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way, which was made to terminate at Piermont, twenty-five miles from New York, in order to prevent the people of New Jersey from sharing in its benefits. Millions upon millions were squandered in this case by sacrificing the proper route to local and petty jealousies. Actuated by a similar spirit, the State of Pennsylvania, stretching from Lake Erie to the Delaware, sought for a long time to avail itself of its geographical position to cut off the States lying to the North and East from proper

railroad communication with the West. But such a policy could not long be sustained, and that State has adopted a liberal general law which renders the construction of railroads within it a common right.

The means chiefly resorted to by the companies to protect themselves from the effects of competition resulting from the perfect freedom which exists in the construction of these works, is the consolidation of rival and tributary lines. Similar consolidations have been carried to such an extent in England that nearly all the railroads of that country are now owned by twelve great companies whose average capital eqnals £180,000,000. The same tendency is manifesting itself in this country. The Chicago and Northwestern, from numerous consolidations, now own and operate. 1,300 miles; the Milwaukie and St. Paul, 1,000 miles; the Pennsylvania Railroad, fully 2,400 miles; the Reading, 1,150 miles; and the New York Central and Hudson River, 1,000 miles. How far such consolidations will effect the purposes that prompted them is yet to be seen. In case of the Pennsylvania Railroad, the object of consolidating so many lines with that road was a commercial rather than a financial one-to wield the immense power of that Corporation for the benefit of the State of Pennsylvania—to promote especially the trade and commerce of its chief city, Philadelphia. In most cases of consolidations it unfortunately happens that they are the occasions for the issue of a large amount of stock and bonds, as a bonus to the owners of the lines consolidated, under the pretence of equalizing values. A striking instance of this was the case of the old Cleveland, Painesville and Ashtabula Railroad, which cost only $4,868,427, but which went into the consolidation with the Cleveland and Toledo Railroad at a nominal capital of $12,125000. The interest or dividends upon excess of capital over cost are a perpetual tax upon the public which a few men were enabled, from their positions, to levy withont the equivalent of a penny in return. Another example of the kind is that of the New York Central Railroad Company, which, upon its consolidation with the Hudson River, made a stock dividend equaling 107 per cent. of its stocks—the alleged value of such stock over par.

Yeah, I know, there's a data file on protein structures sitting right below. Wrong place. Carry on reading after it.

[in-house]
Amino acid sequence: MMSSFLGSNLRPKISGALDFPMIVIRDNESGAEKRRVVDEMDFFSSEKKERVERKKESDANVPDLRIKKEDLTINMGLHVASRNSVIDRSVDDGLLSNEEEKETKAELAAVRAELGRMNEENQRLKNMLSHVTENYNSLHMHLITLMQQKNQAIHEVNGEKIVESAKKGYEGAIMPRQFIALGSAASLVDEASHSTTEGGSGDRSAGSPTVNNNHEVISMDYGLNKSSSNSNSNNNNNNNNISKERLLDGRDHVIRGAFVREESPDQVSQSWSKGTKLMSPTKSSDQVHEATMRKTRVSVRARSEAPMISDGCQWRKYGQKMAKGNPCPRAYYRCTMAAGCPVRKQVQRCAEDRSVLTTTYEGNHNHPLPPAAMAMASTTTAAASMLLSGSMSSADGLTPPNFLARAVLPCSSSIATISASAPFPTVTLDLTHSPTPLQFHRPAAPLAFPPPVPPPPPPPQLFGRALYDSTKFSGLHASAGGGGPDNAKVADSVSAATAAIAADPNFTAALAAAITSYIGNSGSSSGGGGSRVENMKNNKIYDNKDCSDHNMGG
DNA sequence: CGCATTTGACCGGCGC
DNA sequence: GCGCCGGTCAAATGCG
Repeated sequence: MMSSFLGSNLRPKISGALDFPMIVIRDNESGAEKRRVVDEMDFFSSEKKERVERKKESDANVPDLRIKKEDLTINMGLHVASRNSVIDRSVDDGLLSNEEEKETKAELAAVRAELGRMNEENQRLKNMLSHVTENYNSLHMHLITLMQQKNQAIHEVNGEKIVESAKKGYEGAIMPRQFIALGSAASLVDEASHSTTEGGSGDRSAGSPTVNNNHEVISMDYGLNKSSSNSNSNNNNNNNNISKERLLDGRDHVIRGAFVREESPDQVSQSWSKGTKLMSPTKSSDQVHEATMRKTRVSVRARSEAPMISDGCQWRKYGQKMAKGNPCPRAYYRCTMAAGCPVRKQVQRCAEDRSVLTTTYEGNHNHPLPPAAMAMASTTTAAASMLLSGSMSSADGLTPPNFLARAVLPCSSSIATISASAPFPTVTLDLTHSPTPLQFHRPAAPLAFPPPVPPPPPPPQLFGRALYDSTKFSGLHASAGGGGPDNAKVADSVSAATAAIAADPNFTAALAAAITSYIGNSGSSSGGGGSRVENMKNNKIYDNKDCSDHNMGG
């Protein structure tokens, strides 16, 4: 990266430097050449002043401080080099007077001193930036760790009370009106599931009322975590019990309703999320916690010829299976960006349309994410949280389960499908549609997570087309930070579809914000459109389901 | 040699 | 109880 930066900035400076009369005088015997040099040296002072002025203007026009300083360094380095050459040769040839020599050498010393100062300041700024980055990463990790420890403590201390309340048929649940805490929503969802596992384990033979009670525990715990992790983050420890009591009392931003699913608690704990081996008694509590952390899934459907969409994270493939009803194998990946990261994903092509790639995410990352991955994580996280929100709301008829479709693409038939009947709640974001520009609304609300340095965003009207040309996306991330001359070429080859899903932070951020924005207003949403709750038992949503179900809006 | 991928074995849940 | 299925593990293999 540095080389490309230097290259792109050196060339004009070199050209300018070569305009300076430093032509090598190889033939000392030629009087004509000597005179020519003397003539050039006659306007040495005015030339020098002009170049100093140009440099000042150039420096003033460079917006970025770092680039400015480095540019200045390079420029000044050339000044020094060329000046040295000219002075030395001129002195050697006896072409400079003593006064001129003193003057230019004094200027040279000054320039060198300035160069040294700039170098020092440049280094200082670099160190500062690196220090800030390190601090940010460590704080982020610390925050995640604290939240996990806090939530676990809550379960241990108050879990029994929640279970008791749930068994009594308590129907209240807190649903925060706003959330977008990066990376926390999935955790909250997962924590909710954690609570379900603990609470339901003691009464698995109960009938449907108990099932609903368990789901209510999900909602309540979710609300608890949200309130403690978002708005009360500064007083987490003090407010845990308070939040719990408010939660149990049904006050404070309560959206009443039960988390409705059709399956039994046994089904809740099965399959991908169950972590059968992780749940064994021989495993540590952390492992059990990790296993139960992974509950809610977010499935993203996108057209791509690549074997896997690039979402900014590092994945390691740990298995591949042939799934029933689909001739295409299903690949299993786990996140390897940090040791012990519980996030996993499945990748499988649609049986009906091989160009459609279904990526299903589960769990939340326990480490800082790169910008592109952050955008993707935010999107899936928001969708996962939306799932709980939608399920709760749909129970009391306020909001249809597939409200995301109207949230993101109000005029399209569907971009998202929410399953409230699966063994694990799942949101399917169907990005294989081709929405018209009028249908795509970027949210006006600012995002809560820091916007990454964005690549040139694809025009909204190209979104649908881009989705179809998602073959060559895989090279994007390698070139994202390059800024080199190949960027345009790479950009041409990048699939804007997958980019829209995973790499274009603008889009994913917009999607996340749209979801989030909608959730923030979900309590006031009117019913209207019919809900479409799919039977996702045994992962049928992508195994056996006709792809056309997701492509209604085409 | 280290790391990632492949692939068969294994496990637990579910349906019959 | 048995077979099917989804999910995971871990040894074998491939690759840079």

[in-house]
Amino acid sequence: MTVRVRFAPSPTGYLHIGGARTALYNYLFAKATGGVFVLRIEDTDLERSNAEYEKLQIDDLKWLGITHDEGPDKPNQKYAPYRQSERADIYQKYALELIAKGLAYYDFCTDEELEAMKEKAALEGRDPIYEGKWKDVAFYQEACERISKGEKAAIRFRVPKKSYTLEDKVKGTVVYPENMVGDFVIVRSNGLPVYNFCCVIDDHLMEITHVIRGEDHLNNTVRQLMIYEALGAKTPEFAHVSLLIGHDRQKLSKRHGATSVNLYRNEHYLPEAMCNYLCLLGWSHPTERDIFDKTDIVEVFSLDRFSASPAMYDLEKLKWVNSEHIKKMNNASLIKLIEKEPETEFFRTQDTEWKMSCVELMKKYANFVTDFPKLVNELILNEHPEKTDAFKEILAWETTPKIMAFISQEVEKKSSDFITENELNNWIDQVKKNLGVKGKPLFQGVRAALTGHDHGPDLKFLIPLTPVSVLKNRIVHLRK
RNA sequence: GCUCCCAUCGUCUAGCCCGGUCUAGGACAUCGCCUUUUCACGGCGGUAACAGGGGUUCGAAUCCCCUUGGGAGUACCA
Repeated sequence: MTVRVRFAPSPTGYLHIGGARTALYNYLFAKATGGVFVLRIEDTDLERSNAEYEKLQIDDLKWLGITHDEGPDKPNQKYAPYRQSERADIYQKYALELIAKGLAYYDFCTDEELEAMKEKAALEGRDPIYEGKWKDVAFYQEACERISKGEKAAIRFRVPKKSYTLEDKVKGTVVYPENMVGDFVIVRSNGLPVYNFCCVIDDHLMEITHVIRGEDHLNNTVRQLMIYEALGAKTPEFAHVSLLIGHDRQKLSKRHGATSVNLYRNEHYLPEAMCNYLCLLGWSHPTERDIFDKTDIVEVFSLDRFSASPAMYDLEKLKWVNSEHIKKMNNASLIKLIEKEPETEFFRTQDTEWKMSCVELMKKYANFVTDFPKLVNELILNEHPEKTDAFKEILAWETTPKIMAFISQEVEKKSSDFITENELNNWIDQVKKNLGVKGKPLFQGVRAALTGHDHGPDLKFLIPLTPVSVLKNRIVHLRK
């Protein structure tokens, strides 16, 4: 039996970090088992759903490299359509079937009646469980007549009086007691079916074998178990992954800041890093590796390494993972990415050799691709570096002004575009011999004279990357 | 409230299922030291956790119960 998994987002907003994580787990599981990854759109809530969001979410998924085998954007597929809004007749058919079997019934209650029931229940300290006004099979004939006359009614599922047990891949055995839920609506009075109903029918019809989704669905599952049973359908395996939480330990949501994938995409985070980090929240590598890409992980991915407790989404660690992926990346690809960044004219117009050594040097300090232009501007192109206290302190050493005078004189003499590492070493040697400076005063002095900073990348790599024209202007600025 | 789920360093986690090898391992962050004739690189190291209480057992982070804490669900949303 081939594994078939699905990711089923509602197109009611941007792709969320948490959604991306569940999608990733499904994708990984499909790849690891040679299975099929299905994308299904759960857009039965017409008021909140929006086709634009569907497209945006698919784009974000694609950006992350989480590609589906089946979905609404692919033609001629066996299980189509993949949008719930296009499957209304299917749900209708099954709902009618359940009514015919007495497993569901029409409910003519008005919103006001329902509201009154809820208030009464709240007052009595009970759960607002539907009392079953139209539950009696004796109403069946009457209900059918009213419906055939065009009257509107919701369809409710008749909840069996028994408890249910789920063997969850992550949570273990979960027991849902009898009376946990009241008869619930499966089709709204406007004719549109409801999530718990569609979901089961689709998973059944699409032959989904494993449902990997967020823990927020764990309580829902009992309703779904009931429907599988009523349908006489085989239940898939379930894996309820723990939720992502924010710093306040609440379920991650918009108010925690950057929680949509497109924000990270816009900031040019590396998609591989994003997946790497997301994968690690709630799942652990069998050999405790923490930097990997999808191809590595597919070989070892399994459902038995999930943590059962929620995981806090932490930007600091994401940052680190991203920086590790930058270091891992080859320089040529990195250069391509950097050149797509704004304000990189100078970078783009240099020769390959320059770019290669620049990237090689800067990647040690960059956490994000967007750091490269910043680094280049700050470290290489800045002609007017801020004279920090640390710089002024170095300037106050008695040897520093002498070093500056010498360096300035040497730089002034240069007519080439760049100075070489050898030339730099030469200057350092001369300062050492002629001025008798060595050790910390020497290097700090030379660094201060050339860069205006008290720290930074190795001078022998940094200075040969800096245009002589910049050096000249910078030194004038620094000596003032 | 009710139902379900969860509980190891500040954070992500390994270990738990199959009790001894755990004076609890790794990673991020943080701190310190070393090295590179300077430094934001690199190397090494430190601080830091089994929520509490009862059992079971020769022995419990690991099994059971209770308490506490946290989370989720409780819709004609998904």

The rapidity of the growth, and the present extent and value of the tonnage transported upon the railroads of the United States is by far the most interesting and wonderful phenomenon connected with these works.


The tonnage has not only been a creation of these works, but has been wholly created by them since 1851. The lines of railroad first constructed were chiefly between navigable water-courses for the transportation of passengers. The route of travel, in 1836 between Boston and Washington, for example, was by rail from Boston to Providence; thence by steamer between Providence and New York; thence by steamer to Perth Amboy; thence by rail to Philadelphia; thence by steamer, on the Delaware River, to Newcastle; thence by rail to Frenchtown on the Chesapeake Bay; thence by steamer, on this Bay, to Baltimore; and thence by the Washington Branch of the Baltimore and Ohio Railroad to Washington. The links of railroad composing this line of travel were frail structures, adapted only to a light passenger traffic. They could by no means compete for freight with vessels between the different points upon it, and up to this time, consequently, were of little value or importance to the commerce of the country. The tonnage of all the railroads of the United States for 1851 did not exceed 5,000,000 tons. The total earnings from freight transportation that year did not, as already shown, exceed $20,000,000. In 1869, the tonnage of all our railroads exceeded 100,000,000 tons, and their earnings, from this source, equaled $300000,000. This vast commerce has been wholly a creation of railroads, by the reduction they have effected in the cost of transportation. The cost, for example, of transporting Indian corn and wheat over ordinary highways, will equal 20 cents per ton per mile. At such a rate, as already shown, the former will bear transportation only 125 miles to market, where its value is equal to 75 cents per bushel; the latter only 250 miles, where its value is $1 50 per bushel. With such highways only, our most valuable cereals will have no commercial value outside of circles having radii of 125 and 250 miles, respectively. Upon a railroad the cost of transportation equals one and a quarter cents per ton per mile. With such a work, consequently, the circle within which corn and wheat, at the prices named, will have a marketable value, will be drawn upon radii of 1,600 and 3,200 miles, respectively. The area of a circle with a radius of 125 miles is 49,087 square miles; that of a circle drawn upon a radius of 1,600 miles is about 160 times greater, or 8,042,406 square miles. Such a difference, enormous as it is, only measures the value of the new agencies employed in transportation, and the results achieved, compared with the old.